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This website is a constant work-in-progress, with articles updated regularly throughout the site. Much of the information comes from local railroad fans such as yourselves. If you have information regarding local railroads, photographs or railroad documents, or you feel a mistake has been made or information omitted from an article, leave a comment on the appropriate page or email me at author@santacruztrains.com. This site would not be possible without your help and support. Thank you! – Derek R. Whaley

Friday, February 13, 2015

Watsonville Depot

USGS Map of Watsonville, noting the station, from 1914.
The history of an entire city is truly beyond the scope of a single article, and this historian will not attempt it here. These articles focus first and foremost on individual railroad stops, and that is how Watsonville will be treated. Other articles will expand on the Watsonville freight yard and its importance to Santa Cruz County, especially after the turn of the century. This article, however, is about a rather important, but not spectacularly so, station near the southeastern end of the Southern Pacific Railroad's Santa Cruz Branch.

Watsonville was devised by Judge John H. Watson and D.S. Gregory on 5,496 acres of land illegally seized from Sebastian Rodriguez, owner of Rancho Bolsa del Pajaro in 1851. The rancho was a Mexican land grant awarded to the Rodriguez family and in its initial years it was called Rancho Bolsa de los Rodriguez but it was later named after the abundance of seabirds (los pajaros) that nested in the sloughs around the property. The first American settlers arrived in 1852 but it would be more than a decade before the town formally came into being. In this time, a few major road arteries were put in place, primarily Pajaro Street (soon renamed Main Street), and the Santa Cruz-San José turnpike. The Pajaro River to the southeast established the towns boundary there, while nearby sloughs kept the town relatively boxed in. Watson and Gregory did not initially name the town "Watsonville", but rather called it "Pajaro", after the river. A local sheriff deputy, H.F. Parsons, is generally considered the person who named the community after Watson, calling it in a police report "Watsonville". Watson moved to Idaho in 1865 and never returned, but the town adopted his name when it was incorporated on March 30, 1868. The town's first post office (and the second in the county) was established there in November 1853, though under what name is not certain. The first school in town opened that same year in a private house, with a permanent schoolhouse erected in 1864. A high school was later erected nearby in 1894. The town later became the City of Watsonville in 1903.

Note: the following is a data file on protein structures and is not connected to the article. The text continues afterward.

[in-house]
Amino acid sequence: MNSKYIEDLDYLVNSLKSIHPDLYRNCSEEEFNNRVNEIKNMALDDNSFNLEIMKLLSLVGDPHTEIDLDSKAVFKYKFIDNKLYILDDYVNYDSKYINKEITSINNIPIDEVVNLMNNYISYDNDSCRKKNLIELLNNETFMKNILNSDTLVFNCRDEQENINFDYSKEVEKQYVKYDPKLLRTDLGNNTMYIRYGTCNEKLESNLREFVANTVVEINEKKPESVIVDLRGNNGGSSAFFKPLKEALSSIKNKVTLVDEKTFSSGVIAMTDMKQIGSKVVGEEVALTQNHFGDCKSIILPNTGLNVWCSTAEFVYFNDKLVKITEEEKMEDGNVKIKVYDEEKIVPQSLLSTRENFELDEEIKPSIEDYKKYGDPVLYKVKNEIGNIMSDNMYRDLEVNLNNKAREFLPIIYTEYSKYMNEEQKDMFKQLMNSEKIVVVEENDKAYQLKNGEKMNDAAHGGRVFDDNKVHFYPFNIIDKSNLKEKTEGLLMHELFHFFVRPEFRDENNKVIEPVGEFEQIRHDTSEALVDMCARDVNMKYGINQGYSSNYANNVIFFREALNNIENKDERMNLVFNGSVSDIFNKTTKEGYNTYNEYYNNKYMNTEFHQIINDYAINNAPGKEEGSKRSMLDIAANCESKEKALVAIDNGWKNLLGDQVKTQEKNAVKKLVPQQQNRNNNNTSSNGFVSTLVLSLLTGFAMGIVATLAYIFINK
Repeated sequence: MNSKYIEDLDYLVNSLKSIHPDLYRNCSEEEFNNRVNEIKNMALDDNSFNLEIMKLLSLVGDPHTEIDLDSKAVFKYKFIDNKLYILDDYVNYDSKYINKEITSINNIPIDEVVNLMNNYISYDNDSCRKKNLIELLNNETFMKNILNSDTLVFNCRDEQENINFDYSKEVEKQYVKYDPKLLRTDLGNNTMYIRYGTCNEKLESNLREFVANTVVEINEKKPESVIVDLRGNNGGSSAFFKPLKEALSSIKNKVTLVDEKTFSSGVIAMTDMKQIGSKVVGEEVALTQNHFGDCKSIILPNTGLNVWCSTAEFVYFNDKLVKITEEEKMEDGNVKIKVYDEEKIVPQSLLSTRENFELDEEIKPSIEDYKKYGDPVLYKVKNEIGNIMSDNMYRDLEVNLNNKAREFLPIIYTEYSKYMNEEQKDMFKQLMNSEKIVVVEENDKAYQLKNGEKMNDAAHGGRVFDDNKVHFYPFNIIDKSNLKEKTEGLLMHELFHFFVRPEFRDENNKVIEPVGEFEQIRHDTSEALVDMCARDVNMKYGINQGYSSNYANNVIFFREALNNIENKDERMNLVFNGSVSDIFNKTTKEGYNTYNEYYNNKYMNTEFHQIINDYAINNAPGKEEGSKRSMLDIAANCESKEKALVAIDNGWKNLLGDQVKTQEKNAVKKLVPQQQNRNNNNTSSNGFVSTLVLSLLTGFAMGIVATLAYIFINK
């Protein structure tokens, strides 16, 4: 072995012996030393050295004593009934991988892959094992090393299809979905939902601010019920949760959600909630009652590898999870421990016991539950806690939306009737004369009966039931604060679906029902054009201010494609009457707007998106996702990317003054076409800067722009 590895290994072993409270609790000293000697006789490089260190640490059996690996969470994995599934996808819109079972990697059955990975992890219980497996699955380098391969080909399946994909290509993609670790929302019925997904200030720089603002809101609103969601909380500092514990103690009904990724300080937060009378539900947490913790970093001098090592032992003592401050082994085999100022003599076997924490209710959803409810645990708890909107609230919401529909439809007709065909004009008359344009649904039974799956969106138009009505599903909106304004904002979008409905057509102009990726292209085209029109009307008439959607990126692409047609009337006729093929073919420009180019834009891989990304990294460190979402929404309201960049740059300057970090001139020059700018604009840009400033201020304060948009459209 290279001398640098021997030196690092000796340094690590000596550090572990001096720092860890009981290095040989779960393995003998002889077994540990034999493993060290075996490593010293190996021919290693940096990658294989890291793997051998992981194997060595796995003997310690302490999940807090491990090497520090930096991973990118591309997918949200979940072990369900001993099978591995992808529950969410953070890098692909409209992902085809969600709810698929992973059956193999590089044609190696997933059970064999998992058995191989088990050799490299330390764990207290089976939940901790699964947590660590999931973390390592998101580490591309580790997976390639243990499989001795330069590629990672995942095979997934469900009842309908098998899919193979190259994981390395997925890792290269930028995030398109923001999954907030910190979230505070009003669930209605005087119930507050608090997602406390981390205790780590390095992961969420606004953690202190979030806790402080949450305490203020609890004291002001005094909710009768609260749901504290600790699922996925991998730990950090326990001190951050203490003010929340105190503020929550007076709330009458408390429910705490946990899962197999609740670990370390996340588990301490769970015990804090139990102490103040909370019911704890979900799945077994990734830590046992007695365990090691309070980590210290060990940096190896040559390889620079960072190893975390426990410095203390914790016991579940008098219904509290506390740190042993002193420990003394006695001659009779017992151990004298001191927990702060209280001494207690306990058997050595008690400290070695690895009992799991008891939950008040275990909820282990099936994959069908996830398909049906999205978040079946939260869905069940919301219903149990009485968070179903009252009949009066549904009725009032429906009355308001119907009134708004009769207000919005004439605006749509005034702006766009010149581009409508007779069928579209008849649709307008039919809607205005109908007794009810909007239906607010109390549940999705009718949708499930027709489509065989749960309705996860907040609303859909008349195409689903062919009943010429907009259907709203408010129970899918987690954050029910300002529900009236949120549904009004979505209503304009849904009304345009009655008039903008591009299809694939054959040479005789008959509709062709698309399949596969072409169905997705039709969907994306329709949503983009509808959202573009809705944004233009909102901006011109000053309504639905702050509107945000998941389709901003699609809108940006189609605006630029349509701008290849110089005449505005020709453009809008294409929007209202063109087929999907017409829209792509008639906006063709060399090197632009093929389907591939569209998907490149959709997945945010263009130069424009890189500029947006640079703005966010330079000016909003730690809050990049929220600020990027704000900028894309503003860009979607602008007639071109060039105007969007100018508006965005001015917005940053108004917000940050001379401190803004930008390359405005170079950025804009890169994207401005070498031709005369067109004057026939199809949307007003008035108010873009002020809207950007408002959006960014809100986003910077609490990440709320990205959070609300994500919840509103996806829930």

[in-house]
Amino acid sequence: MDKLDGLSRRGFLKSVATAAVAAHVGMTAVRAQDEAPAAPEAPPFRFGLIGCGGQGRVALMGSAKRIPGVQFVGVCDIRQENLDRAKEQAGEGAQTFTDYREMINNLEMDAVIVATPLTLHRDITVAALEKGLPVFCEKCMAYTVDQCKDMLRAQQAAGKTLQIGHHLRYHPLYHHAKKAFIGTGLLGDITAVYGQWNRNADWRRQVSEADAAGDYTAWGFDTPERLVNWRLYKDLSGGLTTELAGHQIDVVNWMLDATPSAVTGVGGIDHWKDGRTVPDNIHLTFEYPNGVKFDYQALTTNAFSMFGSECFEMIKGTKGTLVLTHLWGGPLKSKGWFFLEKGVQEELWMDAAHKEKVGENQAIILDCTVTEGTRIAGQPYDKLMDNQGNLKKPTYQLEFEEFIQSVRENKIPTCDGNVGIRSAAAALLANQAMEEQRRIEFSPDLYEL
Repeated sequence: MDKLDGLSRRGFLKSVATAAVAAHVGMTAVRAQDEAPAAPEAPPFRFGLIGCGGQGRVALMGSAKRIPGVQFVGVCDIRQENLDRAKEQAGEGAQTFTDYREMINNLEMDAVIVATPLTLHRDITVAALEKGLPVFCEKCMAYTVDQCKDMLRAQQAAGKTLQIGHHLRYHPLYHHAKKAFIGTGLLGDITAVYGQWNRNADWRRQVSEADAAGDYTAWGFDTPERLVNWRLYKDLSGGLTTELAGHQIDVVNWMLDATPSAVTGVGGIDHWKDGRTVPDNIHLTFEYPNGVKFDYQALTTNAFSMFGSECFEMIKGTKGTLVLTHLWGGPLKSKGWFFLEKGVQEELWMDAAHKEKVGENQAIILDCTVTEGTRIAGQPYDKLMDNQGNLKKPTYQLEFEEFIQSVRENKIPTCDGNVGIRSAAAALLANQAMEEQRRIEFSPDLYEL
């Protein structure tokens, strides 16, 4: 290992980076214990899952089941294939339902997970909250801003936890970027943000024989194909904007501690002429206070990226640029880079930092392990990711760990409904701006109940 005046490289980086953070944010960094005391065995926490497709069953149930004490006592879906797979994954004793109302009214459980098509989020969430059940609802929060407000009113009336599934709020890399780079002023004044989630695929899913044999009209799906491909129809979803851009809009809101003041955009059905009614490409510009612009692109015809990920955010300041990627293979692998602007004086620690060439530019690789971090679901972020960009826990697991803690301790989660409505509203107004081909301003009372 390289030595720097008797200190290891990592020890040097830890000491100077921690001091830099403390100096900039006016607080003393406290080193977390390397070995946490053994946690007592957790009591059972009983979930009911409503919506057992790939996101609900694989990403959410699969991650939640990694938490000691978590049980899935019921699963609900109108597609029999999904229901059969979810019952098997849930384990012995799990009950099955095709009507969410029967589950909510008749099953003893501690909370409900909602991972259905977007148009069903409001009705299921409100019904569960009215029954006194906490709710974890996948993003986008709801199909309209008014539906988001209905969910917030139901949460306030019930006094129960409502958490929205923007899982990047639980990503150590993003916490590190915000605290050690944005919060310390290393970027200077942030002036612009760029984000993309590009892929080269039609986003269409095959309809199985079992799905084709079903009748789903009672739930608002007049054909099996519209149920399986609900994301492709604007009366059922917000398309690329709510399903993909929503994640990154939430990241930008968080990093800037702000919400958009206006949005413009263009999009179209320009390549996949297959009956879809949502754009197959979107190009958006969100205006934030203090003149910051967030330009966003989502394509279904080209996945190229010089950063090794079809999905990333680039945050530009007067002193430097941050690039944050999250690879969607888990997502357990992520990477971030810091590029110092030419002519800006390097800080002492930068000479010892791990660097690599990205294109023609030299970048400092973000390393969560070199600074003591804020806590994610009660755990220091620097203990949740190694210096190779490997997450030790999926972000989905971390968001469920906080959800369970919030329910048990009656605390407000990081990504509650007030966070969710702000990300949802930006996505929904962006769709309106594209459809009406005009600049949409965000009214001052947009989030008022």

A Claus Spreckles wagon down the tracks from Watsonville Station, c. 1880s.
[Margaret Koch Collection – Santa Cruz Museum of Art & History]